thumbnailFigure 1. A-C. Effect of LPS on the ROS production and Nox-2 protein expression in BV-2 microglial cells . Flow cytometry hitogram shows that ROS production is significantly increased in BV-2 microglial cells treated with LPS at the concentration of 1.0-1.5 μg/ml for 6 h (A). Time course analysis reveals that maximum ROS production occurs in BV-2 cells treated with LPS for 6 h (B). Western blot analysis shows that Nox-2 protein expression is increased maximally in BV-2 cells treated with LPS at 1 μg/ml for 6 h (C). The data represent the mean ± SD (n = 3); * p < 0.05

Dexamethasone suppresses the LPS-induced Nox-2 expression in microglia in vivo and in vitro

Expression of Nox-2 was examined immunohistochemically both in vivo and in vitro. In normal and Dex treated 3d postnatal rat pups, a considerable number of lectin-positive microglial cells were found to be distributed in the corpus callosum of the brain, and majority of them were colocalized with Nox-2 (Figure. 2AB). The frequency of these cells was markedly increased in the brain of pups which received LPS injection (Figure. 2C); however, injection of Dex decreased the incidence of these cells (Figure. 2D). In vitro, the expression of Nox-2 was greatly increased in majority of the BV-2 cells exposed to LPS for 6 h (Figure. 2F), compared to untreated cells (Figure. 2E). Following treatment of Dex at 0.5 μM (Figure. 2G) and 1 μM (Figure. 2H), the Nox-2 immunoreactivity was noticeably decreased in LPS-activated BV-2 cells. The size of activated BV-2 cells appeared to be increased and the size was reduced with the addition of Dex (Figure. 2E-H).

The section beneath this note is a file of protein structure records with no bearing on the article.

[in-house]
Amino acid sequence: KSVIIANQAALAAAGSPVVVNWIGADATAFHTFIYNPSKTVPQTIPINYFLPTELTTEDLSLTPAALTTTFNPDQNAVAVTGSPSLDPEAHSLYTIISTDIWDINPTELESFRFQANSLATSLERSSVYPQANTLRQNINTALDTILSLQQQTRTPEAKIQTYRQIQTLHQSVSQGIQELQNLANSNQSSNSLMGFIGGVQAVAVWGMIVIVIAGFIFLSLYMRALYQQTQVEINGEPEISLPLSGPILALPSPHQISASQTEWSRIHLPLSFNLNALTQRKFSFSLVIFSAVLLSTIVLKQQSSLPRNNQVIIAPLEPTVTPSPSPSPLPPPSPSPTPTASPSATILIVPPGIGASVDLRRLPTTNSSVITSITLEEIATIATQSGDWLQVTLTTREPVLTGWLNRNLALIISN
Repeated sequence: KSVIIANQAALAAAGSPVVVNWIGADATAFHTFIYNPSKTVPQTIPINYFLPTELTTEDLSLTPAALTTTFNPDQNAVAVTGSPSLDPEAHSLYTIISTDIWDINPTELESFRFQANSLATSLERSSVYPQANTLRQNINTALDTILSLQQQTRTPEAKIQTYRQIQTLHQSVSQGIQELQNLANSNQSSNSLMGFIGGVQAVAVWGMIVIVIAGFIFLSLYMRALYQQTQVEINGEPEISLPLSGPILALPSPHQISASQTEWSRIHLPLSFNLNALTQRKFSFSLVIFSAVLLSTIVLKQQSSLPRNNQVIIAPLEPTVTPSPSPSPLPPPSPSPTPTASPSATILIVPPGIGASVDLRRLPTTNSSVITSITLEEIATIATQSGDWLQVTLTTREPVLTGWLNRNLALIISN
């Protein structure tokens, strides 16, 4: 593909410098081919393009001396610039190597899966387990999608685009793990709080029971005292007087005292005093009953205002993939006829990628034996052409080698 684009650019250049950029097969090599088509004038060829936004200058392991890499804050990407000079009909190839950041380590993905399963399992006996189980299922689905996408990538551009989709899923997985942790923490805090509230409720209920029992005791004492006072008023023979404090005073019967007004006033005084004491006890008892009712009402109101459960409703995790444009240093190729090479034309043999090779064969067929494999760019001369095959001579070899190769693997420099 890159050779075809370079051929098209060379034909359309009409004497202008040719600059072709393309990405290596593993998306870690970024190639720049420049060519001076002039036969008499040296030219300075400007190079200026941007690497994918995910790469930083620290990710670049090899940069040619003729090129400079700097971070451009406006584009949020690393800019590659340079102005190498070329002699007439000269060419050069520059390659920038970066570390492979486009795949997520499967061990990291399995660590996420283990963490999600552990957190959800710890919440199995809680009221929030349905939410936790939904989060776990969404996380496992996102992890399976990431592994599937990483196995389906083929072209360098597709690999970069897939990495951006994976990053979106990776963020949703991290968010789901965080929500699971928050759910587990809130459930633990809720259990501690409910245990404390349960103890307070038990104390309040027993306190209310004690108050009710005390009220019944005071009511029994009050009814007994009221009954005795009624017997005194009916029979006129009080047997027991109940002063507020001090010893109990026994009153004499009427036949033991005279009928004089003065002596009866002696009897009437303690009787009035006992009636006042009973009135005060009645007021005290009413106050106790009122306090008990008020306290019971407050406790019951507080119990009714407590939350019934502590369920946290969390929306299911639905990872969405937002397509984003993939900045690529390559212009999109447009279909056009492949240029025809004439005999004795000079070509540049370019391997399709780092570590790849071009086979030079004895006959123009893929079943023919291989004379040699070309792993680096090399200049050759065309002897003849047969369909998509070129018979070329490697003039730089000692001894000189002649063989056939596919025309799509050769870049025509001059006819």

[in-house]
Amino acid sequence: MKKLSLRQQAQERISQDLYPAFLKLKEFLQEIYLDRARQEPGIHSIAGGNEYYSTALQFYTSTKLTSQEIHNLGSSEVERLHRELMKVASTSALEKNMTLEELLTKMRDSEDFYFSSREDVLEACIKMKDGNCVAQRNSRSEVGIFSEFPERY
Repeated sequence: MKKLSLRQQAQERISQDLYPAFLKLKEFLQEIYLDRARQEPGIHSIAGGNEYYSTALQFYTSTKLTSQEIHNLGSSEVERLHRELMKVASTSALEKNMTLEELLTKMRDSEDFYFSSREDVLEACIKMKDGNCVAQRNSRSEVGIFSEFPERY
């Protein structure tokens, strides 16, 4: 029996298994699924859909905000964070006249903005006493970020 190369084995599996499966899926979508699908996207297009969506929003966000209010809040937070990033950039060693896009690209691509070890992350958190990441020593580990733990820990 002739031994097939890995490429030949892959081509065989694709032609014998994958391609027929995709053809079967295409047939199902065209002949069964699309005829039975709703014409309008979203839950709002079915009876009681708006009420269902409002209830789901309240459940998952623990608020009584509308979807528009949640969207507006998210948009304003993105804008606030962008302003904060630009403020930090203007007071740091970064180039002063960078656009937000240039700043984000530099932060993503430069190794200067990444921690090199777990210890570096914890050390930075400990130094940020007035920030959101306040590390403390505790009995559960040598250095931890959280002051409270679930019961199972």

thumbnailFigure 2. A-H. Confocal images showing the suppressive effect of Dex on Nox-2 expression in LPS-treated microglia in vivo and in vitro. Colocalization of lectin (green), Nox-2 (red) and DAPI (blue) was detected in corpus callosum region of brain sections from 3d postnatal rats with or without LPS or LPS+Dex injection (A-D). The incidence of Nox-2-positive microglial cells (arrows) was increased in the brain of LPS-injected rats (C) compared to control (A) and to Dex alone (B)and the frequency of Nox-2-positive cells substantially decreased after Dex treatment (D). Double labeling was also carried out between Nox-2 (green) and DAPI (blue) in BV-2 cells treated with LPS for 6 h without (F) or with Dex (G, 0.5 &H, 1 μM) in vitro. The Nox-2 immunoreactivity appears to be increased in cells treated with LPS (F), compared to control (E). However, Dex decreased the intensity of immunoreactivity in a dose dependent manner in cells treated with LPS (G, H).

Dexamethasone and inhibitors of p38 and JNK MAPK pathways suppress the ROS production in activated BV-2 cells